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Defense & Security
Imager locates toxic liquids at stand-off distances
A novel hyperspectral imaging system can locate liquid chemical warfare agents at stand-off distances, improving operator safety and enabling the rapid survey of scenes.
15 May 2013, SPIE Newsroom. DOI: 10.1117/2.1201304.004827
The remote location and identification of potential liquid hazards is desirable in a variety of civilian and military applications, such as toxic industrial spills or the deployment of chemical warfare agents (CWAs). When these substances exhibit low volatility, the inherent lack of vapor emanating from the sample challenges traditional chemical sensors. This limitation could lead to military users, first responders, or civilians inadvertently encountering involatile toxic chemicals, resulting in casualties and requiring laborious decontamination procedures.
Direct detection of persistent liquid contamination is one route to overcome this issue. Ideal configurations include isolating the user from the hazard with either an unmanned system intimately sampling the scene (remote detection) or a detection system co-located with the user at a distance from the scene (stand-off detection). The latter format clearly circumvents the need for subsequent decontamination. Such systems should also be able to differentiate between threatening and benign materials and survey a wide area. Hyperspectral imaging techniques combine these aspects as they exploit characteristic spectral signatures to classify or, ideally, identify target chemicals. Furthermore, imagery delineates the contamination extent.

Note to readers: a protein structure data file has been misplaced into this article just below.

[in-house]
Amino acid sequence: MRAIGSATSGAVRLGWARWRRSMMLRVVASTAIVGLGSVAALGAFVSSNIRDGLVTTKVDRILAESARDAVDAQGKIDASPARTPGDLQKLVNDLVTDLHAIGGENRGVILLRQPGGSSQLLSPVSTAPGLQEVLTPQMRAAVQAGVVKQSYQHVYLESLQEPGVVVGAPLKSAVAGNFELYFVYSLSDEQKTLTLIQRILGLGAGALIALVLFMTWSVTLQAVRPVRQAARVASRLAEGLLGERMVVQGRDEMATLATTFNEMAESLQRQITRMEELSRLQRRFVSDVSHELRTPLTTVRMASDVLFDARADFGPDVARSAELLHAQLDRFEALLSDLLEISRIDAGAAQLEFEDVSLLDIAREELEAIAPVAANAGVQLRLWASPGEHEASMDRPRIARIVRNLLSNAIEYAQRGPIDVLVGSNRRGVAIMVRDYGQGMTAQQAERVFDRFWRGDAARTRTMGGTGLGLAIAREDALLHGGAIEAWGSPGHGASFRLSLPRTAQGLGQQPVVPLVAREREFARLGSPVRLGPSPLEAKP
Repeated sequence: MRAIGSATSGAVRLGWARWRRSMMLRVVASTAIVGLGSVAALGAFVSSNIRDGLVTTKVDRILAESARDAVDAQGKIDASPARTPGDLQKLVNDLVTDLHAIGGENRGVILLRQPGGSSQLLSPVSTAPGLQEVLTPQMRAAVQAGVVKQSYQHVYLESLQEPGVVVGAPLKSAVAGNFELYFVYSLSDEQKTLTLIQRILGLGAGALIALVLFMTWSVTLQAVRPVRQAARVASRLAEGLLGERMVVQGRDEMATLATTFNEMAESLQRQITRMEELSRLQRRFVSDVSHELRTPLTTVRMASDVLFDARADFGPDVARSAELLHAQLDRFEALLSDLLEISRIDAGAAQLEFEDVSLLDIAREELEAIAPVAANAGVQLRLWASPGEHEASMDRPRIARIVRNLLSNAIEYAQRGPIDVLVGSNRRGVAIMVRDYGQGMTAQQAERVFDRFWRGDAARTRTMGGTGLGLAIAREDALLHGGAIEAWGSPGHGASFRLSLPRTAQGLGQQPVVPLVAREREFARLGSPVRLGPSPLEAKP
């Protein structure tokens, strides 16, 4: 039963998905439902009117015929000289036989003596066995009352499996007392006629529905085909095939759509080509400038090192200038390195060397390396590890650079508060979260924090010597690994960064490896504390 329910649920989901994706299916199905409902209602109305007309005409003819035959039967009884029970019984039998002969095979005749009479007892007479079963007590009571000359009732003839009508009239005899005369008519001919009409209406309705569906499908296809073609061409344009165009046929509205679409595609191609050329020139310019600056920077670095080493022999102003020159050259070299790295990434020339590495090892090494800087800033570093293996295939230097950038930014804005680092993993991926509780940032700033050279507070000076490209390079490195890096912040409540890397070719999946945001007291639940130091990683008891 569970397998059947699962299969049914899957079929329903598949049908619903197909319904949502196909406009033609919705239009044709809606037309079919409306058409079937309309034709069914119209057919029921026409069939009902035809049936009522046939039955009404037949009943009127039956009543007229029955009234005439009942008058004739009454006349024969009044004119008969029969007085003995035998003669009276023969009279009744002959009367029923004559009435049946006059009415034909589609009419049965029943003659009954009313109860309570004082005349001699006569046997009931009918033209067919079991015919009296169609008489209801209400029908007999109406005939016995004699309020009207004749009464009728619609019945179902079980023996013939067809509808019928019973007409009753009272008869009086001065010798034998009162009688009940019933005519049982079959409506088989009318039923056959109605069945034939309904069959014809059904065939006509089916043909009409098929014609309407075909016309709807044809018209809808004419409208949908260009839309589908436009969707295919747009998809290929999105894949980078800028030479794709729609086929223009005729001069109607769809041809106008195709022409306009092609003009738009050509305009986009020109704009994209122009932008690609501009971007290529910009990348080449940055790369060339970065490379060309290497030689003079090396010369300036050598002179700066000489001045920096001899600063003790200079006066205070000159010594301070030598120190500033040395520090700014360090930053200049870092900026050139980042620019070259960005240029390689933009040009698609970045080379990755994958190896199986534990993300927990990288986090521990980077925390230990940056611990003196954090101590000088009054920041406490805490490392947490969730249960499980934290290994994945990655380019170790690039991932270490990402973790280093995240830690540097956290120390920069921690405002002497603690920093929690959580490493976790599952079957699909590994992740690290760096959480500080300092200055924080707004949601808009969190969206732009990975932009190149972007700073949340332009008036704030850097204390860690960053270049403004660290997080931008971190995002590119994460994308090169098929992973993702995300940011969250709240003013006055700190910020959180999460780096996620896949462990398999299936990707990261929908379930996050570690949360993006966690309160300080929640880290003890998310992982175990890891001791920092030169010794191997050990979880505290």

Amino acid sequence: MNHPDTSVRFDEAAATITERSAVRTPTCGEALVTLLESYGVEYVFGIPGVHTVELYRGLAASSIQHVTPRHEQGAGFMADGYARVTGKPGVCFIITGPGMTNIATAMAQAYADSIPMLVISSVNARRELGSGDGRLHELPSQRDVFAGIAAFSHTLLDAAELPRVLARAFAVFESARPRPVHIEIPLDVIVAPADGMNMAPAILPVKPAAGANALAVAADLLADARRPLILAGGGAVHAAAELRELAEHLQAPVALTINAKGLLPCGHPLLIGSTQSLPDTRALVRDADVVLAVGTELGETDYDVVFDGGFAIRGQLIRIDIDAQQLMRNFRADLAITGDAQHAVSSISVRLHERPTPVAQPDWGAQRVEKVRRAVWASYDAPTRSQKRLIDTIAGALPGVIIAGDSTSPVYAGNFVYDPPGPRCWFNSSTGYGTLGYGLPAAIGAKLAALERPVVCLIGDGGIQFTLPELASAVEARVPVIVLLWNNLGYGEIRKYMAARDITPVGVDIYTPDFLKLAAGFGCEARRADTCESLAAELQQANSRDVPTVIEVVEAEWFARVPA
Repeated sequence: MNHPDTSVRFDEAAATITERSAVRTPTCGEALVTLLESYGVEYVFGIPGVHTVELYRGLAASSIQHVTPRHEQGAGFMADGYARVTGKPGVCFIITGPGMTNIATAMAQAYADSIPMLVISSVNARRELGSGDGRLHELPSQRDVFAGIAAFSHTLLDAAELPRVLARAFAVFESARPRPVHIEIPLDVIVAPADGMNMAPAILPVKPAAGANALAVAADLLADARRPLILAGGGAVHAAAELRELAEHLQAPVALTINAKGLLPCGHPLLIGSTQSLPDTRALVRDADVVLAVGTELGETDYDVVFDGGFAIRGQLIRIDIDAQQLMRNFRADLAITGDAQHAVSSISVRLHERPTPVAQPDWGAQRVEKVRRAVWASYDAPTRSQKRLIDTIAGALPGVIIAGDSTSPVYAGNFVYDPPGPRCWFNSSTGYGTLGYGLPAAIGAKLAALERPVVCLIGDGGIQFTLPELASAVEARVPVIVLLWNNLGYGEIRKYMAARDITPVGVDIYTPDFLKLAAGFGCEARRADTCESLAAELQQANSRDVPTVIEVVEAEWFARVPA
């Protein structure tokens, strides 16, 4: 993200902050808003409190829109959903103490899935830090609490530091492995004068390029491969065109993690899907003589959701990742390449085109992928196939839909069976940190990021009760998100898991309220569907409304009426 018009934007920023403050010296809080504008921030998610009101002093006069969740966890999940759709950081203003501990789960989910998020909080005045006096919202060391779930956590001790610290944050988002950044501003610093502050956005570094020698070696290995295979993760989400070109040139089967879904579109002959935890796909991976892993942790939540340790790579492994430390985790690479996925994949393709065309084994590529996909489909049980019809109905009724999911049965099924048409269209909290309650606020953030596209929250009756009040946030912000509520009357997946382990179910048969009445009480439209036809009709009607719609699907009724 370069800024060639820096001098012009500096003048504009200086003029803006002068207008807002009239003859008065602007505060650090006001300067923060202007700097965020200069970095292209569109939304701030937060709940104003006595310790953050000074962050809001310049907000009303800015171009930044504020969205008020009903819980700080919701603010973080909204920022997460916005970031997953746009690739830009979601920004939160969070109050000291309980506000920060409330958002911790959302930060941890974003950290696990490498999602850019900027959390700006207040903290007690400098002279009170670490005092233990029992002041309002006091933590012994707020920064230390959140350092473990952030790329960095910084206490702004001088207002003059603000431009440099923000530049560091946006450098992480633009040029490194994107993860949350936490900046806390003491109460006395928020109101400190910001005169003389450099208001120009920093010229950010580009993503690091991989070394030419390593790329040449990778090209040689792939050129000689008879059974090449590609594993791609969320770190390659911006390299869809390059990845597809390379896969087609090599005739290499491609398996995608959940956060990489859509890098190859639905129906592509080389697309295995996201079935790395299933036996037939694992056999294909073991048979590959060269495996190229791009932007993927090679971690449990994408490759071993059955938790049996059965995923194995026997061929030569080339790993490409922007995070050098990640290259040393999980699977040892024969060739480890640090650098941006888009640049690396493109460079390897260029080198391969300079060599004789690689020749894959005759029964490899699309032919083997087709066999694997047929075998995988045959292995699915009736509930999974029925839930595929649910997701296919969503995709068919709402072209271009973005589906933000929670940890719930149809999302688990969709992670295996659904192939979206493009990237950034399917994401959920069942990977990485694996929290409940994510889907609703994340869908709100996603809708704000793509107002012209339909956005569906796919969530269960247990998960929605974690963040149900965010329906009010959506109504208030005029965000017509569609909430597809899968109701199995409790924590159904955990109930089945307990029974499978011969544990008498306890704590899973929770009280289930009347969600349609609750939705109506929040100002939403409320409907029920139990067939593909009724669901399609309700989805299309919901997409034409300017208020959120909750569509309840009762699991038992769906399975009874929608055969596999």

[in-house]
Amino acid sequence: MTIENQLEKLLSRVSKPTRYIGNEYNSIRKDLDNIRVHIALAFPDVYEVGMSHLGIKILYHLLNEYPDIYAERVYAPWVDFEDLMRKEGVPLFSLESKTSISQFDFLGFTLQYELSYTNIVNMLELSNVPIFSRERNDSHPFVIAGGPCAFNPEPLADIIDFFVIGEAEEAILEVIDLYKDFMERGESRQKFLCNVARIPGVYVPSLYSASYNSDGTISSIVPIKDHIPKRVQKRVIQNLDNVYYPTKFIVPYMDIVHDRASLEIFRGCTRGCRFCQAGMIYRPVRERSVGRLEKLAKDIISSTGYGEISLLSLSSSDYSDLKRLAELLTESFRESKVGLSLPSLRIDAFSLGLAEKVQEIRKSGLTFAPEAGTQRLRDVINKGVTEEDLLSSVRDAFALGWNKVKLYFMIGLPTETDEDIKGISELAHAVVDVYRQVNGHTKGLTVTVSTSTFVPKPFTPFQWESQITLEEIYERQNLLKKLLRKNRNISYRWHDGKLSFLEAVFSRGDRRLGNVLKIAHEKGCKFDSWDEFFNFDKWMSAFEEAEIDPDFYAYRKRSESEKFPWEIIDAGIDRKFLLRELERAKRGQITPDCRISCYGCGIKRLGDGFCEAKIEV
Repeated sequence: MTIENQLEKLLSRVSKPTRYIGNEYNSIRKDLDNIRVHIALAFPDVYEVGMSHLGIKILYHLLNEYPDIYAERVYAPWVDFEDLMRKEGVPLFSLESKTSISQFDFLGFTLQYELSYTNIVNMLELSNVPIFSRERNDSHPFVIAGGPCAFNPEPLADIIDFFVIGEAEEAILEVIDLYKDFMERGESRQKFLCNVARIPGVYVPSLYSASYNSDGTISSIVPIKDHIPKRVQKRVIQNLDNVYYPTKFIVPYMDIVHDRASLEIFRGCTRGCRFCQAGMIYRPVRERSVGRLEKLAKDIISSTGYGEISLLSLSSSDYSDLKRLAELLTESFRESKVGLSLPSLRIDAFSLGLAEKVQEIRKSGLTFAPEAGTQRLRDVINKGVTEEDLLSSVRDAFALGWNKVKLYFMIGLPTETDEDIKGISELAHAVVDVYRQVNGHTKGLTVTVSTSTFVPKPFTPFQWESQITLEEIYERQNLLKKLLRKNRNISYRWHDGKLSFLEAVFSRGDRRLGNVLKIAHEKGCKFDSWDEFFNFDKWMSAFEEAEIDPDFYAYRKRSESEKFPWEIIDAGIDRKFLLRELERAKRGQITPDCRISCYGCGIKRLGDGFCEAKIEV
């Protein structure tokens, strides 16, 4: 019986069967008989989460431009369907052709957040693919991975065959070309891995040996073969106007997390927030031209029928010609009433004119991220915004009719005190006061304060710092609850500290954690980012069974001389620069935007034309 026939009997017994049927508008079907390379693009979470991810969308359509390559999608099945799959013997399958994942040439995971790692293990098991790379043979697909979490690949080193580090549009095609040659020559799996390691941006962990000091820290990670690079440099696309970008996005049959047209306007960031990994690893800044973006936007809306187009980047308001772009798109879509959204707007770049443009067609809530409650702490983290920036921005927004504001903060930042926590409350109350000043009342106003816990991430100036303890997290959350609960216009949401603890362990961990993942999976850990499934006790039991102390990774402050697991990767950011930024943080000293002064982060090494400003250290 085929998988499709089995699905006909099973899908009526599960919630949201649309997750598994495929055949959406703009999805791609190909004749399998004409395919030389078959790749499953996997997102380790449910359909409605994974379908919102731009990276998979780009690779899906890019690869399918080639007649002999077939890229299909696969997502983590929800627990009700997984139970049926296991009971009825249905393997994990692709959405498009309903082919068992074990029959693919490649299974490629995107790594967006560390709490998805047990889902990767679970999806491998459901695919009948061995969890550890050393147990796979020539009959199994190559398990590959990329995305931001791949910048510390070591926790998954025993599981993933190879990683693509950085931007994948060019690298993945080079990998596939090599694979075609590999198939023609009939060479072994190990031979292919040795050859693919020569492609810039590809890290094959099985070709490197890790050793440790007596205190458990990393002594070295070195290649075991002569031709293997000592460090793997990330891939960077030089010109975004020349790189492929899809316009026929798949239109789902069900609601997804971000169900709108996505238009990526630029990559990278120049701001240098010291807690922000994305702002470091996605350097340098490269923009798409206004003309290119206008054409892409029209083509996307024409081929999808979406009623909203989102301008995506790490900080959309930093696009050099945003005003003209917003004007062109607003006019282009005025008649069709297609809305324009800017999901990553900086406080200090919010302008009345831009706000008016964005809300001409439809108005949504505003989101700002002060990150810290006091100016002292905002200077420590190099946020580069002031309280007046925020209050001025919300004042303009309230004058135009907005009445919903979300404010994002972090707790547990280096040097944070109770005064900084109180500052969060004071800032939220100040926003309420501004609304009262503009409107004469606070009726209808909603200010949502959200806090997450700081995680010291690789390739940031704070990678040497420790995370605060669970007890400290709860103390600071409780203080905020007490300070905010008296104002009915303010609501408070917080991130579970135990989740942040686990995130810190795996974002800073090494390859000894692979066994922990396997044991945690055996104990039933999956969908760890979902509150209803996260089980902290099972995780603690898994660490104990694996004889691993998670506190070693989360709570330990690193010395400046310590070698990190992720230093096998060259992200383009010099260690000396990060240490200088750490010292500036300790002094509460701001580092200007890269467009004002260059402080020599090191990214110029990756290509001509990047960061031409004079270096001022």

Previous incarnations of stand-off liquid detection systems primarily focused on detecting chemicals at a single point using techniques such as laser-induced breakdown spectroscopy or Raman spectroscopy.1, 2 Those techniques provide chemical-specific information, but lack the spatial information required to conduct rapid area surveys. Passive hyperspectral imagery has been primarily used for stand-off detection of gases using the midwave IR (MWIR, 3–5μm) and longwave IR (LWIR, 8–12μm) bands to exploit the temperature difference of gases and vapors relative to the background environment.3 Similar systems have also been used to detect deposited chemicals and explosives,4 but the sample and background are in thermal equilibrium and sufficient ambient lighting is necessary, factors that can constrain detector sensitivity. To overcome these limitations, we have developed an active IR hyperspectral imaging system called the Negative Contrast Imager (NCI).
Figure 1. The Negative Contrast Imager system.
The NCI is a compact (33.5cm × 25cm × 13cm) detection system based on IR absorption/reflection spectroscopy (see Figure 1). If the illuminating radiation wavelength is coincident with the IR absorption band of a molecular species in the scene, then the incident radiation is attenuated, resulting in the detection of a reduced signal, and hence a negative contrast in the acquired image. The system works by acquiring several images at laser wavelengths that are commensurate with either absorption features or a background absorption level to create a hyperspectral data cube. Each image gives spatial information on the presence of the species of interest. The system is currently specified to cover a 1m2 area at a distance of 5m, although this can be modified using onboard zoom functions.
Two principal subsystems make up the NCI: a broadly tunable intracavity optical parametric oscillator (ICOPO) that serves as the active illumination source and a galvanometer-based raster scanning system for image acquisition.6–9 The intracavity approach confers two key advantages. First, the circulating power inside the cavity is much higher than outside, thereby reducing the pump-laser power requirements and those of the overall system. Second, this configuration is inherently compact, which enables a portable, stand-off liquid detection system. The ICOPO is based upon magnesium-oxide-doped periodically poled lithium niobate, which enables a narrow band of shortwave IR (SWIR) and MWIR photons to be produced with tuning ranges of 1.5–1.8μm and 2.6–3.8μm, respectively. This output light is scanned across the scene using an x-y galvanometer-actuated mirror pair. The returned signal is collected by the same mirrors and focused onto indium gallium arsenide and zinc-doped mercury cadmium telluride point detectors.